But, of course, none of this matters if an organization isn’t going to use its mission statement, if it isn’t going to bring it into all of its discussions and decision-making. If the organization is just going to do what the executive director wants, or the board president or the founder, regardless of the mission, then write a tag line (which, yes, is very different from a mission statement) and call it a day.
If you realize the need for your brand to be clear and strong, then start with a clear and strong mission statement and it keep it alive, present and ready as you do your work. There are so many easy ways this can happen at the board level, ways that can take up no time or a little time, and cost little money, and none is mutually exclusive.
Here are a few:
- Print the mission statement on the top of the meeting agenda (although this only works if people actually bring—tangible or electronically—the agenda with them to the meeting) or on the opposite side of the table tent from the person’s name, so the mission is facing the person and the name facing out.
- Read the mission statement at the start of the board meeting as a way to remind everyone that this is the reason you have gathered together: to determine how best to push forward these mission promises.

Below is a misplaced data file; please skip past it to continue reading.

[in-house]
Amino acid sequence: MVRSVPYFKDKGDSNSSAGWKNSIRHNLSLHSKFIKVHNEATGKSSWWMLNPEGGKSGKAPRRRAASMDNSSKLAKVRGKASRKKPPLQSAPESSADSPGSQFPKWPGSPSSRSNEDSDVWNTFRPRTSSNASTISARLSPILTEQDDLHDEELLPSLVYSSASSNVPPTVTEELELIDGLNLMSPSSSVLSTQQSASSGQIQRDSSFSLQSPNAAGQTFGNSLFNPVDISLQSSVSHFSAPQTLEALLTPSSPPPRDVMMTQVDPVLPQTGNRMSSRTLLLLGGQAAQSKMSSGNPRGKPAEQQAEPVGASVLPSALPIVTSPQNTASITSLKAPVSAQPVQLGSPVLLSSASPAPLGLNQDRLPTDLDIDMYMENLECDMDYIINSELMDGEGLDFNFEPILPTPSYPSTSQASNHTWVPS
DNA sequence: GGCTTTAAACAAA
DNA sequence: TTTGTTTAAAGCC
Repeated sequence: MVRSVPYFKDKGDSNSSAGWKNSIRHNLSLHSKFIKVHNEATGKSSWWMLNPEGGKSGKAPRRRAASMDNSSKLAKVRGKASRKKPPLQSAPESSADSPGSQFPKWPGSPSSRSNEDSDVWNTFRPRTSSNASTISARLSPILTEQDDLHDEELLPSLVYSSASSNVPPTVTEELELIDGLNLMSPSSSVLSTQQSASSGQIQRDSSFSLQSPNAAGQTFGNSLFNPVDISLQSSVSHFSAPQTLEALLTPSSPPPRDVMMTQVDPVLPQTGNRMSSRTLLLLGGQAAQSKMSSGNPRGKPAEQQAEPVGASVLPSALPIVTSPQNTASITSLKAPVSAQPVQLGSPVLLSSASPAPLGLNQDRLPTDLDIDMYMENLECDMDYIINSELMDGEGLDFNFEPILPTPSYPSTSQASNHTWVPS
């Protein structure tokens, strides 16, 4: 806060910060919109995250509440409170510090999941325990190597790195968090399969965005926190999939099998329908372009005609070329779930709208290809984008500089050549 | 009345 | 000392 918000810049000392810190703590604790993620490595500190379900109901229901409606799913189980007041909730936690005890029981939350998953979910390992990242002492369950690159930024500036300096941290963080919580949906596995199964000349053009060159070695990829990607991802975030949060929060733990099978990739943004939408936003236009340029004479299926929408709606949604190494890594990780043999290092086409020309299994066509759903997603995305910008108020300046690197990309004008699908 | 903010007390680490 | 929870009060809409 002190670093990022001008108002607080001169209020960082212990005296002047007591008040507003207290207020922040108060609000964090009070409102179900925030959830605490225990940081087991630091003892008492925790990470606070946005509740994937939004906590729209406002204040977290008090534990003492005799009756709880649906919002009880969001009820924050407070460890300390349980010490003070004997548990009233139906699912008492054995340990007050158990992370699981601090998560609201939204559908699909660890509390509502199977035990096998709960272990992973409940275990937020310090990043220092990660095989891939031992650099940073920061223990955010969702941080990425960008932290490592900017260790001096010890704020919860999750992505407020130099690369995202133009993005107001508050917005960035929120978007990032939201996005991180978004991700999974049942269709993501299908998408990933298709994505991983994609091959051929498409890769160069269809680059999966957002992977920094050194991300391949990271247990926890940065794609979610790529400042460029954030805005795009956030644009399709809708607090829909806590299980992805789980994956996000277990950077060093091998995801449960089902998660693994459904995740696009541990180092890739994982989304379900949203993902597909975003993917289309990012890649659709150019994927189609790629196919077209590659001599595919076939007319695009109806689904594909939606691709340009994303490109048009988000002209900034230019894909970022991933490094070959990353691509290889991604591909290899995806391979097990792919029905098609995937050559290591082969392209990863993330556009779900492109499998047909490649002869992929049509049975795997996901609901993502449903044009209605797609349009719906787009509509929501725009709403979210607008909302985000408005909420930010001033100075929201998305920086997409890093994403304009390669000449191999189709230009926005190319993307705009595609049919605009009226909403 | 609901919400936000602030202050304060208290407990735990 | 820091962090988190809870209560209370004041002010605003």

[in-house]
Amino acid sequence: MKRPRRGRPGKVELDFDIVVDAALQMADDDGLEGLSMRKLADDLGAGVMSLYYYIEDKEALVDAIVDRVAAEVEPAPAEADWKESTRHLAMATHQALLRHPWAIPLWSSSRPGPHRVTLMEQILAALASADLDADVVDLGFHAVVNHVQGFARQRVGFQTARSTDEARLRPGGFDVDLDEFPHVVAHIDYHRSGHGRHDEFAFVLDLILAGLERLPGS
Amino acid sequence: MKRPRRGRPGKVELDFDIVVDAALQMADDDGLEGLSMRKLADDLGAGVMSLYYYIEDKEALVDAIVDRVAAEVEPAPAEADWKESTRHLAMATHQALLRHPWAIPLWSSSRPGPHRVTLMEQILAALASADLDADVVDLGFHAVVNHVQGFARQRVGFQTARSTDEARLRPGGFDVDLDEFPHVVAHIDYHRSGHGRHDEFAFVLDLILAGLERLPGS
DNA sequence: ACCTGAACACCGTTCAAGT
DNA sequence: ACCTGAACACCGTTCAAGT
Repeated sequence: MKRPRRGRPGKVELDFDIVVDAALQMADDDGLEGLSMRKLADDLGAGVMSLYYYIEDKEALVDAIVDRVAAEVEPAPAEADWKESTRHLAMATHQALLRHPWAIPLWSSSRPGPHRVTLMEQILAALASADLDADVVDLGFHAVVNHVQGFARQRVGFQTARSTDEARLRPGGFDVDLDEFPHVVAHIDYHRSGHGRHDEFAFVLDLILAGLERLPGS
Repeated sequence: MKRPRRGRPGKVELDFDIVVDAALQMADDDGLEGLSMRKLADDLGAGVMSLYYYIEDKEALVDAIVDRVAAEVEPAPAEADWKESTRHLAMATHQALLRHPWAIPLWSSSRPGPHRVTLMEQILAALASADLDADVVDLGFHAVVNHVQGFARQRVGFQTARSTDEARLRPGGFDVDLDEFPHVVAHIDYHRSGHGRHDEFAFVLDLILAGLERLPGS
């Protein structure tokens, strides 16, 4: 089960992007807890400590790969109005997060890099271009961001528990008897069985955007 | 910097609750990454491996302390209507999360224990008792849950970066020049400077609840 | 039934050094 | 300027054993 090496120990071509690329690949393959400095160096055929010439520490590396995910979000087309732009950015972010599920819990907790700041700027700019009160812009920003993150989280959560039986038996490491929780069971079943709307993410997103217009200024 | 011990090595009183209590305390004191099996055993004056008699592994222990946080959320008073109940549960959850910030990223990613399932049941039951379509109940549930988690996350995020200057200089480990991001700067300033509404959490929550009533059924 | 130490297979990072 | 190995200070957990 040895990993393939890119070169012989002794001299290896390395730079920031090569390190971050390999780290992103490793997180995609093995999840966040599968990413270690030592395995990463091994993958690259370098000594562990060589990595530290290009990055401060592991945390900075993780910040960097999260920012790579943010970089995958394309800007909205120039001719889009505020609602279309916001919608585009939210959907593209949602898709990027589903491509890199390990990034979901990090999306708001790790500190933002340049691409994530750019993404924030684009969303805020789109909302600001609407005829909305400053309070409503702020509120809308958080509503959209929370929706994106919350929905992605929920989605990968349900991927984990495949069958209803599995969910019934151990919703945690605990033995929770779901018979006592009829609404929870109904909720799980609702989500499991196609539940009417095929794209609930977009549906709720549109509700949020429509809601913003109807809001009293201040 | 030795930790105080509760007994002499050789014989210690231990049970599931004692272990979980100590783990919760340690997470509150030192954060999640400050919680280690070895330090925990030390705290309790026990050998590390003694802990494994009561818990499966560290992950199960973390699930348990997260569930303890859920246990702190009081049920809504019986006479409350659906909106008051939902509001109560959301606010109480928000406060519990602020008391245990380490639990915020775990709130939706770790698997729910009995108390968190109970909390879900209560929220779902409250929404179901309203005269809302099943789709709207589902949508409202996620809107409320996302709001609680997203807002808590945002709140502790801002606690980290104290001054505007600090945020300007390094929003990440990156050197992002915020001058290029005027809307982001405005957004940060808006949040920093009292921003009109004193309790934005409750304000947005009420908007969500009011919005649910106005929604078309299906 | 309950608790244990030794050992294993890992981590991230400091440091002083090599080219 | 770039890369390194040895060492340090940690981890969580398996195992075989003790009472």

- Begin each board meeting with a “mission moment” where a board member or two, briefly describes what s/he did since the last board meeting to push out the mission, e.g., talked to someone about the organization, suggested the organization’s resources to a potential consumer, invited someone to come witness the mission in action, made an introduction to a potential partner/sponsor/funder, etc.
- Invite a client to come (or be present via phone or skype, if less of a burden) and talk of her/his experience with the organization; engage in a little interactive conversation.
- At the start of every discussion where a decision is to be made, the board president reminds the group that the goal is to make the decision that best moves mission promises forward. Or, create a “mission minder” position and make the reminding that person’s responsibility.
A mission is the very core of what a nonprofit is. It is our promise to everyone—from staff to clients to board members to donors and the public. Our trust factor is made and broken by how well we deliver on those promises.
Laura Otten is Executive Director at The Nonprofit Center at LaSalle University. She is also a faculty member of the Dodge Technical Assistance Initiative. Find out more about our nonprofit capacity building workshops here. Photo via Creative Commons